Hamsters typically do not overeat, and they are serious hoarders. Providing them with extra food will likely only allow them to hoard more, but it doesn’t necessarily mean they’re eating more. What’s important is that they have a diverse range of food that is good for their health. Giving them access to various sprays, nuts, seeds, and grains will not necessarily make them fat.

However, we highly advise you to weigh your hamster regularly and to make sure that they are not obese. If your hamster is obese, your veterinarian may advise you to cut down on supplementing them with additional food and to change their diet into one that can help with weight loss.

Fresh Vegetables and fruit

It’s usually recommended to give your hamster fresh food like fruit and vegetables. The supplementation of fresh fruit and vegetables has been seen to improve health and lifespan. Contrary to popular belief, fruit by itself does not cause hamsters to have diabetes and can be beneficial to diabetic hamsters.

Many veterinarians recommend regularly adding fresh, clean, vegetables and a small amount of fruit to their regular diet. The preferred types of vegetables are those with high nutritional values such as leafy green vegetables. Iceberg lettuce is usually considered low in nutritional value.

Some laboratories don’t recommend feeding hamsters additional supplements. However, this is mainly because for research purposes they need food to be as consistent as possible, and adding any variable could greatly affect the study. There are still many benefits to giving your hamster fresh food.


Herbs are usually added as additional forage for hamsters and many pet brands sell hamster-safe herbal blends. Some food mixes even come with herbs already mixed in. Besides aesthetic reasons, herbs are also beneficial to your hamster’s health. This is because they are plants with active therapeutic properties. They can either be fresh or dried and may present as flowers, stems, or even leaves.

Different herbs have different beneficial effects on your hamster’s health. For example, peppermint has been suggested to have anti-inflammatory and anti-cancer properties. Lavender is considered to be an antioxidant.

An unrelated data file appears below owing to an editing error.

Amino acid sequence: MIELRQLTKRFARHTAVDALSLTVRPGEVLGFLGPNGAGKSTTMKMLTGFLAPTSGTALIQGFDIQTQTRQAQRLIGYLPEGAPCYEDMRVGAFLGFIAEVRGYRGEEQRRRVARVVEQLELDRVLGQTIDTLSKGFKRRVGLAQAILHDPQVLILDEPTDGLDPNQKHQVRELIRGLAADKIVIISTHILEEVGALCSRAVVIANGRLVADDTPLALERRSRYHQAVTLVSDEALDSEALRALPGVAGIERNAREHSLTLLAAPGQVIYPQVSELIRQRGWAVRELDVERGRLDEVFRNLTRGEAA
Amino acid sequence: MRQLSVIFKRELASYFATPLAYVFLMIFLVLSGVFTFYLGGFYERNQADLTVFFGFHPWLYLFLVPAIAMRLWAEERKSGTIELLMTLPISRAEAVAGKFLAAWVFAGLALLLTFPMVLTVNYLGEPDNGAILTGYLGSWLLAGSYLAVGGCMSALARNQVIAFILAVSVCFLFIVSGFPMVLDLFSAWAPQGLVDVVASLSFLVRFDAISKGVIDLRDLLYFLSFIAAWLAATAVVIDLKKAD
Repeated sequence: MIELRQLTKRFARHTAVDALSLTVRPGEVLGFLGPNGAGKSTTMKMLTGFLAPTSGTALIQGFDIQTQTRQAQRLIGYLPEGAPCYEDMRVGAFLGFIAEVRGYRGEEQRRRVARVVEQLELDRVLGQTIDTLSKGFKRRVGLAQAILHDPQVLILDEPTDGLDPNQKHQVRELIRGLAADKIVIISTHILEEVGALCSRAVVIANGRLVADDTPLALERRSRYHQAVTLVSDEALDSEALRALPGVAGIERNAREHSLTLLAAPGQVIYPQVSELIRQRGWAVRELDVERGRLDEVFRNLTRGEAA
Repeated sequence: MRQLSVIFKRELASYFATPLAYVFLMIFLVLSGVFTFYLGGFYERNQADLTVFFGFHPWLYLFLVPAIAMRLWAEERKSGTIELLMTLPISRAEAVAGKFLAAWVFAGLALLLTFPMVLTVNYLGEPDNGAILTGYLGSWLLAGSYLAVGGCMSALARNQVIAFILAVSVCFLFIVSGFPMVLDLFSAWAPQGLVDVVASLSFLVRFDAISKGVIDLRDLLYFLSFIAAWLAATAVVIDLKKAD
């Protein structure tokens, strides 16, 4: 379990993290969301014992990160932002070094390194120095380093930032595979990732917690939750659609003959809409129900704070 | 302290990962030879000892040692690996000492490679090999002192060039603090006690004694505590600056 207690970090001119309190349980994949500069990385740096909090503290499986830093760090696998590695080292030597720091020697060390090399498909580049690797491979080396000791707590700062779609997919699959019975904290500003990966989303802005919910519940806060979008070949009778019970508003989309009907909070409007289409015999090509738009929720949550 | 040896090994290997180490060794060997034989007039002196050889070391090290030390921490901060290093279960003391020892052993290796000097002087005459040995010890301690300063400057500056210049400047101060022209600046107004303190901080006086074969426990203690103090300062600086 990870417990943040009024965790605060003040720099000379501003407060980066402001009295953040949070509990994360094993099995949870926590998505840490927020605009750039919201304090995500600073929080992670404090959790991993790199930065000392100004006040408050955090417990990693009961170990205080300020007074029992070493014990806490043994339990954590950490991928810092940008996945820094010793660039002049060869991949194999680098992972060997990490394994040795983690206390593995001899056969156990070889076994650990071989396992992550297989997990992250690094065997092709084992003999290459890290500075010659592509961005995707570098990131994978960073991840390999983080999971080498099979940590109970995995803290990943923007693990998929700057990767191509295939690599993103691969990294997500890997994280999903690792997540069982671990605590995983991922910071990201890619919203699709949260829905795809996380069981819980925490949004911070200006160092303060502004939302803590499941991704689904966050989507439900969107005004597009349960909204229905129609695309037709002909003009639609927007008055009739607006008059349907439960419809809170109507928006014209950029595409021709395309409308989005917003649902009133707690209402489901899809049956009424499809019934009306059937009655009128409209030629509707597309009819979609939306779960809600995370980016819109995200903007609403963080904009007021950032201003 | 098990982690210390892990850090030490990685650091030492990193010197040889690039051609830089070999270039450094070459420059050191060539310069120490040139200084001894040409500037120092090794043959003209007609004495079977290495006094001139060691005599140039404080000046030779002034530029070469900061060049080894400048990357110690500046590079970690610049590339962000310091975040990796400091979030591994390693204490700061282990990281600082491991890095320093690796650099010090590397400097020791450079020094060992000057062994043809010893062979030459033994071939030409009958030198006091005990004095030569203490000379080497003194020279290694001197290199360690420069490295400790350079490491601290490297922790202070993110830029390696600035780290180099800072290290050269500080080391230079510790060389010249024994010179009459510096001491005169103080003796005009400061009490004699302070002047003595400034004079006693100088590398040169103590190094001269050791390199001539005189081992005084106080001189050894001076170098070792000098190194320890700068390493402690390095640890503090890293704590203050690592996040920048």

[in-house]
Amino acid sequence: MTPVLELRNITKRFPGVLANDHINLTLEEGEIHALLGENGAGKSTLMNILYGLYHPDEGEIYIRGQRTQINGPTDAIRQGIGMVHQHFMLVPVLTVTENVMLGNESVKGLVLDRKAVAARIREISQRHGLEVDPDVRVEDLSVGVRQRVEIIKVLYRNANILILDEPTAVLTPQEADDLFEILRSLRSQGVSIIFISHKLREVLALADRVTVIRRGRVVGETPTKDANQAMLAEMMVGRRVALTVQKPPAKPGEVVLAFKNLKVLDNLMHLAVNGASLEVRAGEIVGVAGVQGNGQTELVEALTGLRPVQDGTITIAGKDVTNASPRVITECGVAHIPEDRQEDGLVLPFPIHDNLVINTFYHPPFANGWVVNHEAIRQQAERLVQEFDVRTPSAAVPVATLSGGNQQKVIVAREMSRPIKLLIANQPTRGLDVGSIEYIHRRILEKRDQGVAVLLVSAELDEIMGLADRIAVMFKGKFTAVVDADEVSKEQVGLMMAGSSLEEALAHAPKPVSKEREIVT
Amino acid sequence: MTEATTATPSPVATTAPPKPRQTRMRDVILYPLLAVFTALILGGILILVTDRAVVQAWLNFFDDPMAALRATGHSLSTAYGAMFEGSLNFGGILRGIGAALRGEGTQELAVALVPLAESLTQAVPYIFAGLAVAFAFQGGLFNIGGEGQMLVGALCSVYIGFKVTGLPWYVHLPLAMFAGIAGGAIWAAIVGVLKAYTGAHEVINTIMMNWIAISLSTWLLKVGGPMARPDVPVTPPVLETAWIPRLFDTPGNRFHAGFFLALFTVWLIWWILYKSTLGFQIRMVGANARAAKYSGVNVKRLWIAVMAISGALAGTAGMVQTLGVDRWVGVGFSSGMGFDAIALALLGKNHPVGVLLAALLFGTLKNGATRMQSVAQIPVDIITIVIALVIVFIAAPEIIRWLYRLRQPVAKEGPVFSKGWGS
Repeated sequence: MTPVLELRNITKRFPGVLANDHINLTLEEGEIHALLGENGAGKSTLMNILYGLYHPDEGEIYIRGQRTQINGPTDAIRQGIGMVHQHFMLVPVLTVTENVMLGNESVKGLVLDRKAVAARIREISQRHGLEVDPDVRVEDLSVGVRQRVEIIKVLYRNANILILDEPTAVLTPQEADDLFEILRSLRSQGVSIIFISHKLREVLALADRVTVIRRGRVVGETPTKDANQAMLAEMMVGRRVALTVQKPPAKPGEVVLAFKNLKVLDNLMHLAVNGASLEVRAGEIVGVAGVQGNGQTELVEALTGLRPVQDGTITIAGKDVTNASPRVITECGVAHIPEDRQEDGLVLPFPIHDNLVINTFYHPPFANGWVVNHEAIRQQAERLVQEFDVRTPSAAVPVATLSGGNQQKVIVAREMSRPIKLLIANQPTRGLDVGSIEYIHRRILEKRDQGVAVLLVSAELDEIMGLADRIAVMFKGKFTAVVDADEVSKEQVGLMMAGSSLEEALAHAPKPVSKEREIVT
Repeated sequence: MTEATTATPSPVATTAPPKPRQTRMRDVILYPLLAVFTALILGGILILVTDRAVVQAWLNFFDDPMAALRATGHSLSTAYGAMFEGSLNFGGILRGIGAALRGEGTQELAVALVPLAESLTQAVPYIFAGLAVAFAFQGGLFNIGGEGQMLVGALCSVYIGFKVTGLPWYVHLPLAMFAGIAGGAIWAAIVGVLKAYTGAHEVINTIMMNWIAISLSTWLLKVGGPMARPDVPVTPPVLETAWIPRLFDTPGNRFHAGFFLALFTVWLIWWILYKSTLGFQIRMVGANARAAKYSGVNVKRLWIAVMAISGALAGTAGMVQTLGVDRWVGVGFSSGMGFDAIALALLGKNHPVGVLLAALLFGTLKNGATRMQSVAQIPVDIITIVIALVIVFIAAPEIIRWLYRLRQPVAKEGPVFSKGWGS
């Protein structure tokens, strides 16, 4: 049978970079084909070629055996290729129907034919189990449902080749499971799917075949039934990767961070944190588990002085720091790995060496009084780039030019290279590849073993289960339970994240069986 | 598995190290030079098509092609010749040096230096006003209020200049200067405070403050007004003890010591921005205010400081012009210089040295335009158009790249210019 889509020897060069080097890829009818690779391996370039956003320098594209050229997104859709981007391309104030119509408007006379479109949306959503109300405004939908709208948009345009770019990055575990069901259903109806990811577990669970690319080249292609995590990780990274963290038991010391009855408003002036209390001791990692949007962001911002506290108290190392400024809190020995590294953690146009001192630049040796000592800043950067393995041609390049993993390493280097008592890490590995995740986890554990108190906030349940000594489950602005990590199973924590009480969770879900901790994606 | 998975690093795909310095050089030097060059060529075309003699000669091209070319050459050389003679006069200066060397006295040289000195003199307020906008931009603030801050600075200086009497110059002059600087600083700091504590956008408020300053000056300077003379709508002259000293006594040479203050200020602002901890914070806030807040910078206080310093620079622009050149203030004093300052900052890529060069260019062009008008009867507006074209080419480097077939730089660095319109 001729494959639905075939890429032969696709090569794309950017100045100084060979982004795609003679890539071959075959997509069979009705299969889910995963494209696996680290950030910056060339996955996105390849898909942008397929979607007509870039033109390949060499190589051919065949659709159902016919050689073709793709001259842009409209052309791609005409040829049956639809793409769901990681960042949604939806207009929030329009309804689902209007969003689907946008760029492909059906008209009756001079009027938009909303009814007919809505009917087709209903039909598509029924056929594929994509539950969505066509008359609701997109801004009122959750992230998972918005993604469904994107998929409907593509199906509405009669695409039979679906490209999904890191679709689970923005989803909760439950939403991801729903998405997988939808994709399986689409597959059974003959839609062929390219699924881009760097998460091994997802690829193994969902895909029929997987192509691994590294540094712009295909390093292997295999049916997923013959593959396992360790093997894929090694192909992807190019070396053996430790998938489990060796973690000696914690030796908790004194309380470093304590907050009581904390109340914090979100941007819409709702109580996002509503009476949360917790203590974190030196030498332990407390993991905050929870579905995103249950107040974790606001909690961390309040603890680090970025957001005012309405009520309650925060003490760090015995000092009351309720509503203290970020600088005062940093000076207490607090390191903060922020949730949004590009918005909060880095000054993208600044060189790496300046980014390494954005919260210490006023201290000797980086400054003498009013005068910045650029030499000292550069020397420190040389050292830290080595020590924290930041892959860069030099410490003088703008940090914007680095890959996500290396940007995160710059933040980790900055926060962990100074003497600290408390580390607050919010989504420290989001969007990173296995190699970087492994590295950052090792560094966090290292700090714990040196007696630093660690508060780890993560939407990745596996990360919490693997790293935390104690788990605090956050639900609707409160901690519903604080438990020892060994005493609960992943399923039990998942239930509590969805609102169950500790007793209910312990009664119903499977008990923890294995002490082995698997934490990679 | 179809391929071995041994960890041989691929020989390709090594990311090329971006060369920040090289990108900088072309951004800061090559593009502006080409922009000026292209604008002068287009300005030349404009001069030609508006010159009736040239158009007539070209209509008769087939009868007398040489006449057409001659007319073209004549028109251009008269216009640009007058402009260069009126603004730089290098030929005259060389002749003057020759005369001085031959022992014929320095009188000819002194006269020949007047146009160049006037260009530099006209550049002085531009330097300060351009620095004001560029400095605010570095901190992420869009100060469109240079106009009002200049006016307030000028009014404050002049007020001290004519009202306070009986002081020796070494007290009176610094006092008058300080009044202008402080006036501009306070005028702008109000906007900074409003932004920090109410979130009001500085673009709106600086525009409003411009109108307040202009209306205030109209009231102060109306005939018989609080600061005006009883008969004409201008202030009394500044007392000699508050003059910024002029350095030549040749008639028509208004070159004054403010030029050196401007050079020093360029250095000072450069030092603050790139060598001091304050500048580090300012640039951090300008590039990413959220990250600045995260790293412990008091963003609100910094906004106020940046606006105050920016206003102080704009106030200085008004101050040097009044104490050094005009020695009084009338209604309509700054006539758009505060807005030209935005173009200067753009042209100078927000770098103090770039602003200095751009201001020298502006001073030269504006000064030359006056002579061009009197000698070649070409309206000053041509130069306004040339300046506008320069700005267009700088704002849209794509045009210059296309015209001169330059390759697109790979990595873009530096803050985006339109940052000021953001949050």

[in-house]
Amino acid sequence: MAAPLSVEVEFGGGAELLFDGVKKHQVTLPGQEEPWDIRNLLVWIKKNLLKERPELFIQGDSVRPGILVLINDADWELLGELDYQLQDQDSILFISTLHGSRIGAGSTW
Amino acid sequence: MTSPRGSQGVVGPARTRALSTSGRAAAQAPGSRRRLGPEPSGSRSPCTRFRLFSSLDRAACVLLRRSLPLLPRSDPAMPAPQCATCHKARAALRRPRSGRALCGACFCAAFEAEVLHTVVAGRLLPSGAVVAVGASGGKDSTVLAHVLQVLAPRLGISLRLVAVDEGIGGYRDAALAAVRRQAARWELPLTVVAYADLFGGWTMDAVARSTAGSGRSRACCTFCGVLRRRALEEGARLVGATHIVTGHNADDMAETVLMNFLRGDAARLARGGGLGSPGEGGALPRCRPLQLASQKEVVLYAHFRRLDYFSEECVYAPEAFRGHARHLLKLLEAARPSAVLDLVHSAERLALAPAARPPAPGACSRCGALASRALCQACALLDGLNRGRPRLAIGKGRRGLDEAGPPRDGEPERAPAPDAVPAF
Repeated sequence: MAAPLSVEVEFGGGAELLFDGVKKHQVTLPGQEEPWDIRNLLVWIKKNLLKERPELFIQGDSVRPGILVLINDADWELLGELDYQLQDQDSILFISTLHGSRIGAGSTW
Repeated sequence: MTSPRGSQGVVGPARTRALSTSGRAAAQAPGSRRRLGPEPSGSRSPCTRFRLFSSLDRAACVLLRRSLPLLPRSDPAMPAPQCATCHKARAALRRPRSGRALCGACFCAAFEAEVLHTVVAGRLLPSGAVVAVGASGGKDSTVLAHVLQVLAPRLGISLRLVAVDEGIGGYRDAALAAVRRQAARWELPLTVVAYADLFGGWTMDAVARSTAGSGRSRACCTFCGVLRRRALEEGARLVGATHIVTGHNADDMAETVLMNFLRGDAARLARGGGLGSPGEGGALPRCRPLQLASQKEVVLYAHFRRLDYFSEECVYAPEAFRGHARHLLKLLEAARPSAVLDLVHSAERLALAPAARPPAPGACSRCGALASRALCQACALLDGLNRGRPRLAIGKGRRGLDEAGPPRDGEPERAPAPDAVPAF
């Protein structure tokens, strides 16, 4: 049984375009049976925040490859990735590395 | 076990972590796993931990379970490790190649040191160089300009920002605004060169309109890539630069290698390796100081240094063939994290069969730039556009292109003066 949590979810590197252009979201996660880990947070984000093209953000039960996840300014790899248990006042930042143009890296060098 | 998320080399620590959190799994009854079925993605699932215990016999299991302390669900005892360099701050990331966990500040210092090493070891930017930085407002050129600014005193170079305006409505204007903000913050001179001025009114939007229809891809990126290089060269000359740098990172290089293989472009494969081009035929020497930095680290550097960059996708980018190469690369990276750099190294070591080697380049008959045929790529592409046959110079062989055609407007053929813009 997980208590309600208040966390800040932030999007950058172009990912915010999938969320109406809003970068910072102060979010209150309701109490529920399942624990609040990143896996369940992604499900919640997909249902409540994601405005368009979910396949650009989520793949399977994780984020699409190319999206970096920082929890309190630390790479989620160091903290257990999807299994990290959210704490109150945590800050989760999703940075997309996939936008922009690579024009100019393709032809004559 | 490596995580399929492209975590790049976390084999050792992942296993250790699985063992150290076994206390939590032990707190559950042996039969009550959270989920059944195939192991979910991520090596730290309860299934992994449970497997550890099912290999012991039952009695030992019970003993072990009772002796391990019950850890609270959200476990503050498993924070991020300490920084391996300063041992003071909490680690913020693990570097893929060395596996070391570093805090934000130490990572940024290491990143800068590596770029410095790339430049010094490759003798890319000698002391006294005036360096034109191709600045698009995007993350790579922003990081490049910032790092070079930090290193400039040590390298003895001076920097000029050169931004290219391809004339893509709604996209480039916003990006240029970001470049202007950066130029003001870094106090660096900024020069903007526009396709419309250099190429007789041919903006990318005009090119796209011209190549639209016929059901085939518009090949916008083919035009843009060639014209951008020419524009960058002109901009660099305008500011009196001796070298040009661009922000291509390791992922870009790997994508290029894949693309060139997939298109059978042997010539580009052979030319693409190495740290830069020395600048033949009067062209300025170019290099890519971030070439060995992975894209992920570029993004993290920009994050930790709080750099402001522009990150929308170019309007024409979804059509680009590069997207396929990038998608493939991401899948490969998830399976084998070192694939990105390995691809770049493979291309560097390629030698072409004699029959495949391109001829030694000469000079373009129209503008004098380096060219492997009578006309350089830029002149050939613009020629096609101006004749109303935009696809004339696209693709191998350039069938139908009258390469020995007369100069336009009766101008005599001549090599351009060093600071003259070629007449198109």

If your hamster is sick, pregnant, or taking other medication, it might be best not to provide them with herbs until you’ve spoken to your veterinarian. Providing your sick hamster with the wrong herb can make their condition worse, especially in the wrong dosage.

Added Protein

Some mixes do not contain enough protein for your hamster’s daily protein requirement. For some websites, purchasing a mix with the add-on of protein may be an option (see the site of the mix you are looking for details or instructions on how to do this), but in general, most businesses do not do this. If this is the case, you will need to supplement your hamster with protein.

Hamsters are omnivores so they can consume either animal or vegetable protein. There are certain hamsters who will have a preferred type, with many leaning towards insects such as mealworms, crickets, or grasshoppers. Hamsters will eat both freeze-dried or live insects (has to be an appropriate prey species). If insects aren’t available, hamsters can also digest other types of plain animal protein such as freeze-dried chicken. Hamsters can also have plant protein such as freeze-dried tofu.

If these options aren’t available to you, hamster-appropriate lab blocks or pellets may be used to add protein to their diet.